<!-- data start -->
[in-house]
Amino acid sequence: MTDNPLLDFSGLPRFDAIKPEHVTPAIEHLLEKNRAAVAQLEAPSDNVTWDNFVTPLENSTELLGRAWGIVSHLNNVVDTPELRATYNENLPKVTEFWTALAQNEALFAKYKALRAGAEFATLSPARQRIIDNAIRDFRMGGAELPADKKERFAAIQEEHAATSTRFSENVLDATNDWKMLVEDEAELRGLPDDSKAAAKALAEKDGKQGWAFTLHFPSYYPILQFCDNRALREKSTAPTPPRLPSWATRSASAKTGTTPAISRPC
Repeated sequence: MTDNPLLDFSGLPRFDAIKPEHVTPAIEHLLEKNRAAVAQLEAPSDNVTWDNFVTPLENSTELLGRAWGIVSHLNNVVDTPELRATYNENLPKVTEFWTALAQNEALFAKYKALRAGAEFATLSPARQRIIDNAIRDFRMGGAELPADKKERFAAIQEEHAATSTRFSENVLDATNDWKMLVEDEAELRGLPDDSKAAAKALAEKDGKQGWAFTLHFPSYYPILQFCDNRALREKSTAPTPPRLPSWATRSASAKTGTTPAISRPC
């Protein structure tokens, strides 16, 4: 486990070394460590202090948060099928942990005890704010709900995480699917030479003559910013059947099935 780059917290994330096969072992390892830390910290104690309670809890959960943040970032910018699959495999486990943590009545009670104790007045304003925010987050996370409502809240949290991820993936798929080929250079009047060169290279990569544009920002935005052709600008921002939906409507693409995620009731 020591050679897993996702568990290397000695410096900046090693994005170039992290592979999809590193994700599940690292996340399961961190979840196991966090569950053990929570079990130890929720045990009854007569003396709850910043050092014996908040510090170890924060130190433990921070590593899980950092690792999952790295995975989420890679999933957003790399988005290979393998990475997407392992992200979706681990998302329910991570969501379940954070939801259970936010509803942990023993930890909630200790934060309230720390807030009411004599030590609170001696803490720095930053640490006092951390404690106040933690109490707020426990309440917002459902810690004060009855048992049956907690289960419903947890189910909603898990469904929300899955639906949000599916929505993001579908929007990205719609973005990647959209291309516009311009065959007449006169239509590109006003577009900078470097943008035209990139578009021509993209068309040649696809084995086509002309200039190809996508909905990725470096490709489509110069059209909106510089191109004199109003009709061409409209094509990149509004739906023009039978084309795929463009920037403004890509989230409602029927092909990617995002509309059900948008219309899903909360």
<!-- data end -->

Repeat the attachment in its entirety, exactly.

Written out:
[in-house]
Amino acid sequence: MTDNPLLDFSGLPRFDAIKPEHVTPAIEHLLEKNRAAVAQLEAPSDNVTWDNFVTPLENSTELLGRAWGIVSHLNNVVDTPELRATYNENLPKVTEFWTALAQNEALFAKYKALRAGAEFATLSPARQRIIDNAIRDFRMGGAELPADKKERFAAIQEEHAATSTRFSENVLDATNDWKMLVEDEAELRGLPDDSKAAAKALAEKDGKQGWAFTLHFPSYYPILQFCDNRALREKSTAPTPPRLPSWATRSASAKTGTTPAISRPC
Repeated sequence: MTDNPLLDFSGLPRFDAIKPEHVTPAIEHLLEKNRAAVAQLEAPSDNVTWDNFVTPLENSTELLGRAWGIVSHLNNVVDTPELRATYNENLPKVTEFWTALAQNEALFAKYKALRAGAEFATLSPARQRIIDNAIRDFRMGGAELPADKKERFAAIQEEHAATSTRFSENVLDATNDWKMLVEDEAELRGLPDDSKAAAKALAEKDGKQGWAFTLHFPSYYPILQFCDNRALREKSTAPTPPRLPSWATRSASAKTGTTPAISRPC
């Protein structure tokens, strides 16, 4: 486990070394460590202090948060099928942990005890704010709900995480699917030479003559910013059947099935 780059917290994330096969072992390892830390910290104690309670809890959960943040970032910018699959495999486990943590009545009670104790007045304003925010987050996370409502809240949290991820993936798929080929250079009047060169290279990569544009920002935005052709600008921002939906409507693409995620009731 020591050679897993996702568990290397000695410096900046090693994005170039992290592979999809590193994700599940690292996340399961961190979840196991966090569950053990929570079990130890929720045990009854007569003396709850910043050092014996908040510090170890924060130190433990921070590593899980950092690792999952790295995975989420890679999933957003790399988005290979393998990475997407392992992200979706681990998302329910991570969501379940954070939801259970936010509803942990023993930890909630200790934060309230720390807030009411004599030590609170001696803490720095930053640490006092951390404690106040933690109490707020426990309440917002459902810690004060009855048992049956907690289960419903947890189910909603898990469904929300899955639906949000599916929505993001579908929007990205719609973005990647959209291309516009311009065959007449006169239509590109006003577009900078470097943008035209990139578009021509993209068309040649696809084995086509002309200039190809996508909905990725470096490709489509110069059209909106510089191109004199109003009709061409409209094509990149509004739906023009039978084309795929463009920037403004890509989230409602029927092909990617995002509309059900948008219309899903909360």